Why Outraging on Internet is Good?

Internet Outraging – is the most comical invention of the urban-internet-savvy humans. Or at least many think that way.

I think “internet outraging”, in itself, has no serious negative impact or any space for the comical air to hang around. In fact, I think internet outraging is a very effective activity that can teach more moral than books or sermons. Here are some points that explains my theory:

  1. Uncensored Opinions: By censoring opinions, you are effectively silencing an alternate thought, depriving the person his freedom of expression, and try to impose your thought as the correct one. Uncensored opinions on the other hand provides the publisher a way to express himself, bring about a sense of importance and encourages the individual to take a look into matters that so far has been outside his purview.
  2. Societal thermometer: No time in human history has there been a better way to assess the society’s emotional temperature than the present. Social media has made possible people of different geographic regions to share opinions on events and happenings thus providing an almost real-time emotional response events of public importance. If internet outraging or armchair activism doesn’t happen, a Delhi Gang rape protest wouldn’t reflect in Chennai or Bangalore with the same momentum in real-time as it happens today.
  3. Raw News: Raw news or the purest form of report on a event happening has been the Holy Grail of every democratic citizen. An unadulterated, non-opinionated, uncensored media that is free of corporate influence, government censorship can bring tears into any citizen’s eyes, if offered. That is exactly what internet outraging *supports *(note the emphasis). Suppose that, you are witnessing a social injustice unfolding in from of your eyes, you being physically incapable to stop it, turn towards internet to report that “raw news”, where would that news reach without any internet outraging happening based on it. It is that comical, useless, impact-less, lazy, action of outraging over the internet that provides the path for raw news, in reality, the raw truth to propagate.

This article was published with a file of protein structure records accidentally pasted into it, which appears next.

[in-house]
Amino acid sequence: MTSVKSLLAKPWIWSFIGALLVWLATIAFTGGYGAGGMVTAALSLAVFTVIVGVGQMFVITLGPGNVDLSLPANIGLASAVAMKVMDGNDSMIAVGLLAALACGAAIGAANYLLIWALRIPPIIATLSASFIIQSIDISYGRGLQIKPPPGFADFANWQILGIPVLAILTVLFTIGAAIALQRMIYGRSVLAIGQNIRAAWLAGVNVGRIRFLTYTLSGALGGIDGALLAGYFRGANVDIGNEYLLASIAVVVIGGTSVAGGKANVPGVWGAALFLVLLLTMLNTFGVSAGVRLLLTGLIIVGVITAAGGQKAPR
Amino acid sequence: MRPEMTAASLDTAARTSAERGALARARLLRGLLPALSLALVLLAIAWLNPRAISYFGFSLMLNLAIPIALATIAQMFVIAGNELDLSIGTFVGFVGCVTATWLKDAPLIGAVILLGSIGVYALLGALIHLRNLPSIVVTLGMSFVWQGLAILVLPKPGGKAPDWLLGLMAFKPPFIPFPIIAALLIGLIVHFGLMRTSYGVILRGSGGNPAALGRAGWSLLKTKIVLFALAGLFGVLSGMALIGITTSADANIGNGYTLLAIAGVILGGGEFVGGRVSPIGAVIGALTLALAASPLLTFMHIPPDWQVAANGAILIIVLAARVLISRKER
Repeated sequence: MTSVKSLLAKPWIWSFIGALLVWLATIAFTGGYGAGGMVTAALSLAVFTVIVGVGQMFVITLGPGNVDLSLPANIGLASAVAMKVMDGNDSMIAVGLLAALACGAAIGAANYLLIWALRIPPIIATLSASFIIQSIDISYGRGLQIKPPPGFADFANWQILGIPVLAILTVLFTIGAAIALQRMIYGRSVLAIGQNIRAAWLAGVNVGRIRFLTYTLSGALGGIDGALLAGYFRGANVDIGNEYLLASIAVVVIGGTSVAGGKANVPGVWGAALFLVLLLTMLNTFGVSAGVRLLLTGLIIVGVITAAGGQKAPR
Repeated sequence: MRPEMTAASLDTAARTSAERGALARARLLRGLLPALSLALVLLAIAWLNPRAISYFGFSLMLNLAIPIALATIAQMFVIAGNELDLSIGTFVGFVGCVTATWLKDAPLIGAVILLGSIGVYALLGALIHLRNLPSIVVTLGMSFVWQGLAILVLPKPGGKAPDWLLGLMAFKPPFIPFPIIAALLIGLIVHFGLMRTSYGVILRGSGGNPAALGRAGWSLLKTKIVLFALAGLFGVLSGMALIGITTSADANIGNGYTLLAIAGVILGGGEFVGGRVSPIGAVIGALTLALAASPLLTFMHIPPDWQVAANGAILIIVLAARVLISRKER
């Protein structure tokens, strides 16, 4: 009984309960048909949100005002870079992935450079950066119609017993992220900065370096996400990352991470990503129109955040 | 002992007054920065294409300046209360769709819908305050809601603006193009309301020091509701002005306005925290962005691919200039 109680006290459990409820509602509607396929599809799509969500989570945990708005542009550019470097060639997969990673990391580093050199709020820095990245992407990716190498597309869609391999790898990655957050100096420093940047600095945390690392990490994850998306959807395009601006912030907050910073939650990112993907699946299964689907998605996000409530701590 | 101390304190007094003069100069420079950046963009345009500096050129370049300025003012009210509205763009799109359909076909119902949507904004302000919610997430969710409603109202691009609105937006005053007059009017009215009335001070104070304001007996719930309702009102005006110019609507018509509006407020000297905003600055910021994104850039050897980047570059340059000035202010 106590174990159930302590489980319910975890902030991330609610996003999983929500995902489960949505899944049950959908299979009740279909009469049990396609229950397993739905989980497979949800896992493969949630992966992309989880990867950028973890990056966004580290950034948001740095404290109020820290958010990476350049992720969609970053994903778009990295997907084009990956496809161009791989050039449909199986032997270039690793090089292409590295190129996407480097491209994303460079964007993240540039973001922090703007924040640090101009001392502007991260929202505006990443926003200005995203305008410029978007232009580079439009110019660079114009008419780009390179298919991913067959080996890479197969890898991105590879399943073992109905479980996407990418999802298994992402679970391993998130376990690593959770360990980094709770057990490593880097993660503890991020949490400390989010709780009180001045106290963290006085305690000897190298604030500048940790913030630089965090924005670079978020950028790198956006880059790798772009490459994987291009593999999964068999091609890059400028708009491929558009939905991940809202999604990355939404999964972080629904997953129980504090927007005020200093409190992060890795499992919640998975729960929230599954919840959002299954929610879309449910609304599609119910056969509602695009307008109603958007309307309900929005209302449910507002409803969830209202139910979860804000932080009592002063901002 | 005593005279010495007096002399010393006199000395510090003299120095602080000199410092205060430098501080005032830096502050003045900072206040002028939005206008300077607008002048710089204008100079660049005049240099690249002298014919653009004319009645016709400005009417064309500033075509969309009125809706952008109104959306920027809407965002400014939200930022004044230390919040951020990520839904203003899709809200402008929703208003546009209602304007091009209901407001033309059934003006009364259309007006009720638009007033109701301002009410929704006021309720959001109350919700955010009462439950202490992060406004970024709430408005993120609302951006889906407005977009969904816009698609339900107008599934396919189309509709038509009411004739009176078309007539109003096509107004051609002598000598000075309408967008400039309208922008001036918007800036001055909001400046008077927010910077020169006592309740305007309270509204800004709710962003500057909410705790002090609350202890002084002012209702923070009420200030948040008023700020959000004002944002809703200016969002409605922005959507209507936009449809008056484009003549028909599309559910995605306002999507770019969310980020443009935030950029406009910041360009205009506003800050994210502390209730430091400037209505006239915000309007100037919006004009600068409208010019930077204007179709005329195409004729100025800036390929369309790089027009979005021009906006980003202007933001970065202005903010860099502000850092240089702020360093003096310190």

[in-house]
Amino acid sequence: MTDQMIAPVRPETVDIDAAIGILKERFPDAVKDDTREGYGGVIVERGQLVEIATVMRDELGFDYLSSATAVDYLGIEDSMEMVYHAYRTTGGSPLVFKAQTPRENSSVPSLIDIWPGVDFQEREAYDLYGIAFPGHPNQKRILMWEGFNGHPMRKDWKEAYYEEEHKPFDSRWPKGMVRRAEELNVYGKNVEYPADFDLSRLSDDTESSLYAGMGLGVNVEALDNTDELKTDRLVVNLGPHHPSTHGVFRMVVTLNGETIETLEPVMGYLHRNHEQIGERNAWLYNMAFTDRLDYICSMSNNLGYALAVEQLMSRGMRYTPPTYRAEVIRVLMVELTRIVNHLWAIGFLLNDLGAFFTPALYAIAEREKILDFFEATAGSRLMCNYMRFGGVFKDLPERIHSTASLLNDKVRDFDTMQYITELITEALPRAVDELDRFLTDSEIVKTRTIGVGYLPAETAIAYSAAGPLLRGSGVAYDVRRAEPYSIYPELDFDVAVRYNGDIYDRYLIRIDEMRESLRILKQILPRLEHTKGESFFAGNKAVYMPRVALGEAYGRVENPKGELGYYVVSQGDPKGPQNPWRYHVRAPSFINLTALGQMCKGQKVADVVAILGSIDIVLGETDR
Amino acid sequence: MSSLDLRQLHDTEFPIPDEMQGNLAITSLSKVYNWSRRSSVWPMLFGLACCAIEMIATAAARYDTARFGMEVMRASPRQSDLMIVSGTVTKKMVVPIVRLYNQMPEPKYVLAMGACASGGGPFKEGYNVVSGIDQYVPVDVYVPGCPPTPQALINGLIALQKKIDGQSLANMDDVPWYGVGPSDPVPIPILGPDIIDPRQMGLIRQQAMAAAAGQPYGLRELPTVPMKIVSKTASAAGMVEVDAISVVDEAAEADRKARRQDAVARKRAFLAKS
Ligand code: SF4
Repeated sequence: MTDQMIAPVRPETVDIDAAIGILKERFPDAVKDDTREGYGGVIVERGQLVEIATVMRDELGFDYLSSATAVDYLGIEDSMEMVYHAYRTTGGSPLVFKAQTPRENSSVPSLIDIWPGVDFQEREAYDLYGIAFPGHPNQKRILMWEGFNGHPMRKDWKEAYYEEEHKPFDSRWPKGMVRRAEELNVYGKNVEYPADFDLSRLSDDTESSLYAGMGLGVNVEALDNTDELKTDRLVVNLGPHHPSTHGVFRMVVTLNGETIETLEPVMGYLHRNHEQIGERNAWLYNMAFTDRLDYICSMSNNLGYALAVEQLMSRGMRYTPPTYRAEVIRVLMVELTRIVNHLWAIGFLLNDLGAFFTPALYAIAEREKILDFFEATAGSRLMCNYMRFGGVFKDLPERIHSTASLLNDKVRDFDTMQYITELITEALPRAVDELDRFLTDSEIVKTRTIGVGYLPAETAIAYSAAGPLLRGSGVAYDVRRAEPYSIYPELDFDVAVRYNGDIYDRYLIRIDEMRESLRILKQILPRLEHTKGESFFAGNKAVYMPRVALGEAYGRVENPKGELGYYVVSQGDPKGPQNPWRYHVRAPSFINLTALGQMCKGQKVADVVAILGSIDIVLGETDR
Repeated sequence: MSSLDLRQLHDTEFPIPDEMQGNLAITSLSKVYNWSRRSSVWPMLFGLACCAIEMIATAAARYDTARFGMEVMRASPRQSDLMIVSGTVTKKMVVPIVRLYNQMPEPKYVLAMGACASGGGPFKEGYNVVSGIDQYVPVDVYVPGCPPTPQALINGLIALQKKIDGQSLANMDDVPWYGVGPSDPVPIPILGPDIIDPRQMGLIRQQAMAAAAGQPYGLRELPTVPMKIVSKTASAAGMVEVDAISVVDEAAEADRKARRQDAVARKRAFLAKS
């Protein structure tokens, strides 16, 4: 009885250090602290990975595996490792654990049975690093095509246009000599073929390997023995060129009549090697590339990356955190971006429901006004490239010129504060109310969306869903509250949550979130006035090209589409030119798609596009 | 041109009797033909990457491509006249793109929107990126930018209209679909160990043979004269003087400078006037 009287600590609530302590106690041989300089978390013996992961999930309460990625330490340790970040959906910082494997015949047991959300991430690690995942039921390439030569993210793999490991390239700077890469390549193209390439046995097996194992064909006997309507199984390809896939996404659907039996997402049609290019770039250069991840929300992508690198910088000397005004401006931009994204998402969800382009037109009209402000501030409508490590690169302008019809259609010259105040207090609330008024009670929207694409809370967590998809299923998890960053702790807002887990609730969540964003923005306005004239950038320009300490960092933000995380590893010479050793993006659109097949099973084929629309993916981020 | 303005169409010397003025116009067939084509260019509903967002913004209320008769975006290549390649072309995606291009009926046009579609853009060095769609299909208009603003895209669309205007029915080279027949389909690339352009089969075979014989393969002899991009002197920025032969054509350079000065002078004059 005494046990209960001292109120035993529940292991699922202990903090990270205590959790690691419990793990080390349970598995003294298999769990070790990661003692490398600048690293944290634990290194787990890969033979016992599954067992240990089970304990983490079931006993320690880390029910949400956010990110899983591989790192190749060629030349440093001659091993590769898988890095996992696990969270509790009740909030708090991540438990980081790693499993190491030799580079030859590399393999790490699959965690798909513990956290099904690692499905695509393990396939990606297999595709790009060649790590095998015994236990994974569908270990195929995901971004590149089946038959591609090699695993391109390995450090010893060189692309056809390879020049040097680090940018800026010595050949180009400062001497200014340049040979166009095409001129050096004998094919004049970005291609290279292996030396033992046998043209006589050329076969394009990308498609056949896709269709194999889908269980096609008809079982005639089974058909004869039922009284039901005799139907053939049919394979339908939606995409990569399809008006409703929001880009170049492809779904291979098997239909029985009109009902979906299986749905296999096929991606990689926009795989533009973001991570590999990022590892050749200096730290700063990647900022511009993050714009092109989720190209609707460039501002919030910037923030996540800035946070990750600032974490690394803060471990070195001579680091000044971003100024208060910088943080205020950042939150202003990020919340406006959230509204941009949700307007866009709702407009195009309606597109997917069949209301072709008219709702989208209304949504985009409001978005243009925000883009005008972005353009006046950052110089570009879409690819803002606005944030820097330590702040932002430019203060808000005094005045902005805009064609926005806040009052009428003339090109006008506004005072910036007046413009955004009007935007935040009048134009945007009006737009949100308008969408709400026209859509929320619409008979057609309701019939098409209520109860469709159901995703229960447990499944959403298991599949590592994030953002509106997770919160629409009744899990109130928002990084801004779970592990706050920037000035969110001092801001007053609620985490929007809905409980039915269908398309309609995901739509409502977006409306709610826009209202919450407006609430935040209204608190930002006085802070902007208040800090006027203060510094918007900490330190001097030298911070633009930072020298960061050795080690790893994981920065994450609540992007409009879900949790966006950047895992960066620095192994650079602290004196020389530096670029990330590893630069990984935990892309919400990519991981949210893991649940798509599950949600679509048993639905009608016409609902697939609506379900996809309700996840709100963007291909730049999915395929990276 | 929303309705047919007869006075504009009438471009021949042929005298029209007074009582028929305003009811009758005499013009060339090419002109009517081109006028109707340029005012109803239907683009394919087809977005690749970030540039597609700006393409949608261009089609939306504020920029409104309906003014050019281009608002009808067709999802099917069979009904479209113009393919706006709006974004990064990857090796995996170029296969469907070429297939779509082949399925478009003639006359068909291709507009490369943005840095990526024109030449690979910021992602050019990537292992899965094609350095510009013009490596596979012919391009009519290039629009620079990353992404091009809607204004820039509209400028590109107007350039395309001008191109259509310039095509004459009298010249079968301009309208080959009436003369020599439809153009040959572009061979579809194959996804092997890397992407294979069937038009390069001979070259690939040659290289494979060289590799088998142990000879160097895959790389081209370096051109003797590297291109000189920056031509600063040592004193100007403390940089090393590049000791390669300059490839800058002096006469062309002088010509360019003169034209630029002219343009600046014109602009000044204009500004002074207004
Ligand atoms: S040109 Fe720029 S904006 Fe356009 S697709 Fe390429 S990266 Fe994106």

4. Clarity of thought: Writing blog posts require as much thinking as any required for planning a protest on a ground in the understanding and reasoning department. No one outraging on the internet and posting it publicly  does it to satisfy personal desire. It is meant to communicate a thought across. And the level of “sense” in a post is really important to make or break a online character. Outraging on internet though seems a mundane and reactive response actually posses a requirement of thinking things over and over before writing down in a convincing way. Though the opinion expressed may not be acceptable to all parties, it is the best response of that individual, which he/she takes to be sensible.
  5. Moral Corrections: In connection with the previous point of providing an opportunity for clarity of thought, internet outraging can pave way for moral corrections in human character to occur. Let us take for example person A says “Rape cases must be speed tracked by the court.”, while being sensible in his response to a gang rape case, he commits the fallacy of being unjust to murder and other brutal attack cases. Person B points out this fallacy from a geographically, demographically and financially disjoint circle. (Why geography, demography and financial circle? Because they are where things get discussed in real world.) A common bias which might exist within these groups disappear when the same outraging happens over internet.

I am sure there are more goodness associated with internet outraging.

P.S: I know that chiding of internet outraging happens because, people think they can write over the internet and change the world. This post is no means to glorify the act of internet outraging in compromise to real world outraging or protests. It is just an alternate window to look at things. Highly sensitive groups like teens may be better off with internet outraging and activism than real world activism.